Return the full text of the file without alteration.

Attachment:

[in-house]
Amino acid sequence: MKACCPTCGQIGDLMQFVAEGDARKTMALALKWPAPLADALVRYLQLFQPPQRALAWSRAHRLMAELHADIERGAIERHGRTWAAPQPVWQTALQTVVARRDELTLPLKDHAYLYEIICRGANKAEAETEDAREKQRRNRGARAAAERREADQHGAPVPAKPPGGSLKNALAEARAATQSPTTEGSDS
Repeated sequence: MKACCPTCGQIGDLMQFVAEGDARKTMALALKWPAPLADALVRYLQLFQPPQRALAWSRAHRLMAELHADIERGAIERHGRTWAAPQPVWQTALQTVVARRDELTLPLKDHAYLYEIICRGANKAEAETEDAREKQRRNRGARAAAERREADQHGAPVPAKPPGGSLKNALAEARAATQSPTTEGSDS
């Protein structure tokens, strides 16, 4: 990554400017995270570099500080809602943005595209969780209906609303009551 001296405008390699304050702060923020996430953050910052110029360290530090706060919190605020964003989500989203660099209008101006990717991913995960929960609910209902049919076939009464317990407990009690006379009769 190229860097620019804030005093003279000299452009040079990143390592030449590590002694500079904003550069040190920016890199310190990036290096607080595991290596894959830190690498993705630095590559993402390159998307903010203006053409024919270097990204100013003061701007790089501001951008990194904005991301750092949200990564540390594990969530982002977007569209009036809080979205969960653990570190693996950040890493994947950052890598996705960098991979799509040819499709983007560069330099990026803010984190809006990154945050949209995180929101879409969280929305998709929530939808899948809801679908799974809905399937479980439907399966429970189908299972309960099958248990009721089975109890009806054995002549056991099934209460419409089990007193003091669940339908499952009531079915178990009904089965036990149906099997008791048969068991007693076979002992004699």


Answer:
[in-house]
Amino acid sequence: MKACCPTCGQIGDLMQFVAEGDARKTMALALKWPAPLADALVRYLQLFQPPQRALAWSRAHRLMAELHADIERGAIERHGRTWAAPQPVWQTALQTVVARRDELTLPLKDHAYLYEIICRGANKAEAETEDAREKQRRNRGARAAAERREADQHGAPVPAKPPGGSLKNALAEARAATQSPTTEGSDS
Repeated sequence: MKACCPTCGQIGDLMQFVAEGDARKTMALALKWPAPLADALVRYLQLFQPPQRALAWSRAHRLMAELHADIERGAIERHGRTWAAPQPVWQTALQTVVARRDELTLPLKDHAYLYEIICRGANKAEAETEDAREKQRRNRGARAAAERREADQHGAPVPAKPPGGSLKNALAEARAATQSPTTEGSDS
């Protein structure tokens, strides 16, 4: 990554400017995270570099500080809602943005595209969780209906609303009551 001296405008390699304050702060923020996430953050910052110029360290530090706060919190605020964003989500989203660099209008101006990717991913995960929960609910209902049919076939009464317990407990009690006379009769 190229860097620019804030005093003279000299452009040079990143390592030449590590002694500079904003550069040190920016890199310190990036290096607080595991290596894959830190690498993705630095590559993402390159998307903010203006053409024919270097990204100013003061701007790089501001951008990194904005991301750092949200990564540390594990969530982002977007569209009036809080979205969960653990570190693996950040890493994947950052890598996705960098991979799509040819499709983007560069330099990026803010984190809006990154945050949209995180929101879409969280929305998709929530939808899948809801679908799974809905399937479980439907399966429970189908299972309960099958248990009721089975109890009806054995002549056991099934209460419409089990007193003091669940339908499952009531079915178990009904089965036990149906099997008791048969068991007693076979002992004699």